Some have also become their own salespeople. Artist Leikun Nahusenay lives, works, and makes sales out of his space in the basement of the Guramayne Art Center, where a vibrant mess of colorful installations, paintings, and found objects are strewn around various rooms. “I’ve been living here for 18 years and it is where I live, sleep, eat, create, teach and also sell my art,” he says.
In addition to the lack of opportunity for commercial representation and punishing import taxes on art materials, artists in Ethiopia face other structural obstacles that affect their earnings.
There is, for example, nowhere to print archival photographs in the country. “The only way to do it is through foreign investment, which is not yet allowed in the art sector. We would need this to import the material and set up an archival printing shop,” says Rakeb Sile. “However, anything art-related—paper, ink and even paint, is treated as a luxury item on import and it can be taxed at high arbitrary amounts—we have seen up to 500 percent.”
Crucially, Ethiopian tax law makes no distinction between artists, manufacturers, and retailers. As a result, galleries who work with artists who don’t have a company registered in their name that is recognized by the tax office—a costly and lengthy process—must withhold 30 percent of the artist’s share for the government. If artists are registered as a company, the gallery must withhold only two percent. Still, Haileleul says, “99 percent [of artists] don’t” register this way.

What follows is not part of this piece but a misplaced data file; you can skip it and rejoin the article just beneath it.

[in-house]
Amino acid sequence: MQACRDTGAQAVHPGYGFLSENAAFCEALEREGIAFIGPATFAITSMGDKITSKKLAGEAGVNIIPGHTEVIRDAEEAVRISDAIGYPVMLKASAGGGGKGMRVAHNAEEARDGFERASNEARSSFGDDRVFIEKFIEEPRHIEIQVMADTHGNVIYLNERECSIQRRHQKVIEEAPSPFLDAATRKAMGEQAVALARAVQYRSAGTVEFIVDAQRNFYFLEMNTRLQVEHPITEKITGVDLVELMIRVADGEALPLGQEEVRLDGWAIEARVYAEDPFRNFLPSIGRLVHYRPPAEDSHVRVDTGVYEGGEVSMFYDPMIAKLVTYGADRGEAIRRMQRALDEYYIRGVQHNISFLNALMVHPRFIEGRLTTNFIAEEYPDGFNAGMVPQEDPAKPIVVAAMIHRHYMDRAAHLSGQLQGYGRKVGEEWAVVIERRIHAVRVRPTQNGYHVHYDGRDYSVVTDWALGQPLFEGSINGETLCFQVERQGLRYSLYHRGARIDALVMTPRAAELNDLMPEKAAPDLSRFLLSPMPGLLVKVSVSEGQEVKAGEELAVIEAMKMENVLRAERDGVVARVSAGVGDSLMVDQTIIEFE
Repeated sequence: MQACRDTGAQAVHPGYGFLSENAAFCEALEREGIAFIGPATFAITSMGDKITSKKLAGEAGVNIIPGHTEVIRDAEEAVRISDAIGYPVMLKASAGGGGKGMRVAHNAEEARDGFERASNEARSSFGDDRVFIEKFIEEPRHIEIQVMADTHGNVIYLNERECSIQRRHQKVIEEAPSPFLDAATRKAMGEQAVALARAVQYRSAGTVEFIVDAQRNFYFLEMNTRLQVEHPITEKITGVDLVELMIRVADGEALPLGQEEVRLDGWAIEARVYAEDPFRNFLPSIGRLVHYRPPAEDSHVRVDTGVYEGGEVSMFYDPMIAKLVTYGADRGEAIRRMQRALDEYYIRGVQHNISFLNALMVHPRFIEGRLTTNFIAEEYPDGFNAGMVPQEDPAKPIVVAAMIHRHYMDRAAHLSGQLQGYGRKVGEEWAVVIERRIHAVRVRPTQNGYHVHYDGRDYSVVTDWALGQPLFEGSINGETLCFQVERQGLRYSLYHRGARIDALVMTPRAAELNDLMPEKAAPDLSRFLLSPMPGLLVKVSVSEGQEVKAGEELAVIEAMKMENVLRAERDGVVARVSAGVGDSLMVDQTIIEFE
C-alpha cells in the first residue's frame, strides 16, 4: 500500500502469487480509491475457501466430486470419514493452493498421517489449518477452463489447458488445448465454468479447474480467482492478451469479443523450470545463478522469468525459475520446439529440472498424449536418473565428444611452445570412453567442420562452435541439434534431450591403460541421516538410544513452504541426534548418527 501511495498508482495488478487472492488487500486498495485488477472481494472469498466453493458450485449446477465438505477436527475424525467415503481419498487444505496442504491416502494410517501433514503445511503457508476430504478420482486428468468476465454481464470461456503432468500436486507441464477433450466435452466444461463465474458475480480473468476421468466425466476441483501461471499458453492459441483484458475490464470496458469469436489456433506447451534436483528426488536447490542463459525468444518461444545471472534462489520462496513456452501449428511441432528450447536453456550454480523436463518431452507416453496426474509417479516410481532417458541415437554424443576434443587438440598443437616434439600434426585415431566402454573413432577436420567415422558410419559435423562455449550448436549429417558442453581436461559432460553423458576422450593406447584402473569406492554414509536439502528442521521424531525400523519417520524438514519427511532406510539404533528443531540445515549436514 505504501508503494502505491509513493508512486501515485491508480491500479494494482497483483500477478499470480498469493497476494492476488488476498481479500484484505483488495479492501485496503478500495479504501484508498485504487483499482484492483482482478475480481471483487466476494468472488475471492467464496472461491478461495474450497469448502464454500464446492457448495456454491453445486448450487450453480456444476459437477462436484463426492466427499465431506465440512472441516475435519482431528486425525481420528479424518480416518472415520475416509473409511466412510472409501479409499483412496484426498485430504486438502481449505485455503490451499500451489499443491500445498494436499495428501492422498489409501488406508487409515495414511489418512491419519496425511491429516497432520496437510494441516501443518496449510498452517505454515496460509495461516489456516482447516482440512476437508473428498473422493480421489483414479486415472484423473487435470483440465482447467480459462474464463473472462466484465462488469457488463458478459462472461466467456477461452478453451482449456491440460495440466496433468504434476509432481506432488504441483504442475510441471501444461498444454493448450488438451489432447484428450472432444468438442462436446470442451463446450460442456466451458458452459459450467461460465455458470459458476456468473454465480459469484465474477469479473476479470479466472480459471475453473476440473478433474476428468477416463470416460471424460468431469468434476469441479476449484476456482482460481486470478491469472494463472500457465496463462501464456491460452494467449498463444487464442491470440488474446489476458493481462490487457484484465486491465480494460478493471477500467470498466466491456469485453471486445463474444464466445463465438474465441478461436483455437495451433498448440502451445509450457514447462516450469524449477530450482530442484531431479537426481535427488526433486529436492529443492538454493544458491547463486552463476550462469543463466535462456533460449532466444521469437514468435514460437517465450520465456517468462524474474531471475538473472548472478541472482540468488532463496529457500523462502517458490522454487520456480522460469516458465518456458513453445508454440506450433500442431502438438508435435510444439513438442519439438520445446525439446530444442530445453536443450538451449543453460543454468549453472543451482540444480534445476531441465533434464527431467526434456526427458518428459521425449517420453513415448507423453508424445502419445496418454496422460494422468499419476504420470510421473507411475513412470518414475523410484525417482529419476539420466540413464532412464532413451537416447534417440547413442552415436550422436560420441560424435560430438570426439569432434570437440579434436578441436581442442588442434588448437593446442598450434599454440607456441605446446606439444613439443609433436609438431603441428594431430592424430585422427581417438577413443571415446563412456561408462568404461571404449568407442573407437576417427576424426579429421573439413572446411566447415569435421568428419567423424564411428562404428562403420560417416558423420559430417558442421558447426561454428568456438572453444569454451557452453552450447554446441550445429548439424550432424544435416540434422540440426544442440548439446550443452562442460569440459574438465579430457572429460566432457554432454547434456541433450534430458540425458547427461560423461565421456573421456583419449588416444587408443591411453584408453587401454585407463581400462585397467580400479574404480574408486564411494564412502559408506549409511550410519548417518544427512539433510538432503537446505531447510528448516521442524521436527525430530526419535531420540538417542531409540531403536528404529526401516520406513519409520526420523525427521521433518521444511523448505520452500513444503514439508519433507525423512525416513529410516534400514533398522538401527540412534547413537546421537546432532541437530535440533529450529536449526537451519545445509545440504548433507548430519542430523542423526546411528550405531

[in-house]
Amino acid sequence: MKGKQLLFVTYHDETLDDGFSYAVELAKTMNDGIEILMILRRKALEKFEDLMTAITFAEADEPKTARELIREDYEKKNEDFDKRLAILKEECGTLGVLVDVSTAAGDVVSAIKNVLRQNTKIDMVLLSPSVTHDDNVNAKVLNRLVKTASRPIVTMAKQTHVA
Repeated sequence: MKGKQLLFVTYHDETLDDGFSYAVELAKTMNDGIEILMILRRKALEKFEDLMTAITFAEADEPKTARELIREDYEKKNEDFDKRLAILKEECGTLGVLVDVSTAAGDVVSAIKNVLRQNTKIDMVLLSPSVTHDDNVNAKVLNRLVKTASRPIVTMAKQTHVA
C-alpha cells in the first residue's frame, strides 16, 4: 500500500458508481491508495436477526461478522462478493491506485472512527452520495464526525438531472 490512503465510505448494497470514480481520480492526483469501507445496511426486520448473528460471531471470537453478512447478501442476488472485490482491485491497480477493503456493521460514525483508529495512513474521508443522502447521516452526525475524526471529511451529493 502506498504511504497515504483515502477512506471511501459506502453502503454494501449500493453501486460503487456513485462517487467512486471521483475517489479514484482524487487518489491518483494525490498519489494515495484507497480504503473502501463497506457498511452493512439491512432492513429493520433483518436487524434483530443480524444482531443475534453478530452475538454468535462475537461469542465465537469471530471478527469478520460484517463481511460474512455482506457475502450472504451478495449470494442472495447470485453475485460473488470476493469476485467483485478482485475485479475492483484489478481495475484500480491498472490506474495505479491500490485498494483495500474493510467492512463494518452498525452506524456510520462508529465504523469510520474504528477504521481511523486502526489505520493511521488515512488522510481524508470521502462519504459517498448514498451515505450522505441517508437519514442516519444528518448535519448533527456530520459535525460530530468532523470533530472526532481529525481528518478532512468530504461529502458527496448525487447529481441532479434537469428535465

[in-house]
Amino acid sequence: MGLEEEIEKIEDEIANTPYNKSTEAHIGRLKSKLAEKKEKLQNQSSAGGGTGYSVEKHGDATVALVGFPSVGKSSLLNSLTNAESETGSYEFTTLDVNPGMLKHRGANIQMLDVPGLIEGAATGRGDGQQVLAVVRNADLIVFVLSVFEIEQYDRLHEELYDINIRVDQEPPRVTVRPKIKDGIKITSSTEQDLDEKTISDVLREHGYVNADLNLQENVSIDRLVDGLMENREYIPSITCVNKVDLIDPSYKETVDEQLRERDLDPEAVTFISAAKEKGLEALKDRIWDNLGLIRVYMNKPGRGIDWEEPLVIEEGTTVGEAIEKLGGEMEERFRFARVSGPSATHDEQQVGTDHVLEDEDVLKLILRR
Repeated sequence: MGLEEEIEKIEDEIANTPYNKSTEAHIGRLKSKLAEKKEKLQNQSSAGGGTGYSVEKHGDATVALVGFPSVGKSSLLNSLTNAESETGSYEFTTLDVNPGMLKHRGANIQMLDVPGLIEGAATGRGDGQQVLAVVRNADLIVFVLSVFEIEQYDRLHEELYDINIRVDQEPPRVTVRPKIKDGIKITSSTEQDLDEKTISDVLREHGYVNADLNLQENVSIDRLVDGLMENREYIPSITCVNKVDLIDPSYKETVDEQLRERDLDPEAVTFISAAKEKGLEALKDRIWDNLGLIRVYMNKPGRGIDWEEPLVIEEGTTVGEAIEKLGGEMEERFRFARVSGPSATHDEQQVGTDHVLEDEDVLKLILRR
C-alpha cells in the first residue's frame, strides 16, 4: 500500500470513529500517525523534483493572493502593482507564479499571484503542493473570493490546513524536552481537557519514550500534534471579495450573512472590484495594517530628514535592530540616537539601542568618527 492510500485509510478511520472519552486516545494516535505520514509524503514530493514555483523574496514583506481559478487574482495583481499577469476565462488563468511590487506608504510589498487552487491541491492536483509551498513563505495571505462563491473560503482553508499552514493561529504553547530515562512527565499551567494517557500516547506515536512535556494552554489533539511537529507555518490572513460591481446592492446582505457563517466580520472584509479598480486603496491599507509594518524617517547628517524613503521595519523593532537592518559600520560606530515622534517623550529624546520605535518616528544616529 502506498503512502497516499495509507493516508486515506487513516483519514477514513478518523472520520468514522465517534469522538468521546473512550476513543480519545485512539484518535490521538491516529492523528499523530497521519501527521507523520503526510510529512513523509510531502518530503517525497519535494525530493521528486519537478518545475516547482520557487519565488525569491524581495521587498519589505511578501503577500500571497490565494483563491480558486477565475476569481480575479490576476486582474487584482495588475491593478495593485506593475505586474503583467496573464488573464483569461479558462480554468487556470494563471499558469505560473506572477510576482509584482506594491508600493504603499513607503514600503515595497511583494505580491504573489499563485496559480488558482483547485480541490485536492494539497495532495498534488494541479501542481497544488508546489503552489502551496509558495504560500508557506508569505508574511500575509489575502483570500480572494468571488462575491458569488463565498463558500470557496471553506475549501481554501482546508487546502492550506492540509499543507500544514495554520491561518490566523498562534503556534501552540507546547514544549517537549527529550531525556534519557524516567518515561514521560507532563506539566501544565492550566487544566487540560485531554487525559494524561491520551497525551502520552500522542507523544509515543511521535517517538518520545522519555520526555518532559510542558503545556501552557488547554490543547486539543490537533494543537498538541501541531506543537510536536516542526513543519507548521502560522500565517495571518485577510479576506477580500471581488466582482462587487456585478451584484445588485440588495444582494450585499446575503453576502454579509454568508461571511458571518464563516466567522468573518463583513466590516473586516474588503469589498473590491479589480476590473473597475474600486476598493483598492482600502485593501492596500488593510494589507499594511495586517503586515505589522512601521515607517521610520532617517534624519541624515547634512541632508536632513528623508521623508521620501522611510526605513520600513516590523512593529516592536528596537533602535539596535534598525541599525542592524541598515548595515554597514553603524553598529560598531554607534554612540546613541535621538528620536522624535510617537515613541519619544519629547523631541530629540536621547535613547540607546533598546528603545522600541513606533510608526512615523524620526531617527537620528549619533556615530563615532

As a result of this onerous system, the majority of art sales within Ethiopia happen informally. “If there were reforms to the taxation issue then more galleries might open up and artists would engage in more formal ways,” Sile says. “It would strengthen the whole ecosystem.”
Reforms have yet to be announced. However, hope is in the air. Some members of the creative community have begun to take steps to form an advocacy organization, according to Hailleul, while the government has established a job creation commission tasked to address the challenges of the creative sector.
Another new initiative spearheaded by dedicated private individuals is Zoma, an eco-homage to Ethiopia’s indigenous architecture and a home for contemporary art from Ethiopia and abroad. The space, which hosts a residency and exhibition program, has been in the pipeline for 25 years.
“There’s been no government support for the project; we have invested entirely our own money,” says Meskerem Assegued, who founded Zoma alongside multidisciplinary artist Elias Sime. Perhaps this will change. The prime minister also recently paid Zoma a visit.
“The culture protects us but we are not protecting our culture enough, and this makes me worry,” says Melaku Belay, a musician, performer and founder of Addis Ababa’s famous Fendika Cultural Center. “The government is starting to look at art now.” And while structural change awaits, Belay says, “at least they have made us free, and not made us use our art for propaganda.”
Looking ahead, the Ethiopian art community is determined to usher in a new era of growth. “You need art as much as you need food and water,” Assegued says. “Without the visual you are dead. Imagine the world without art. How long could you survive?”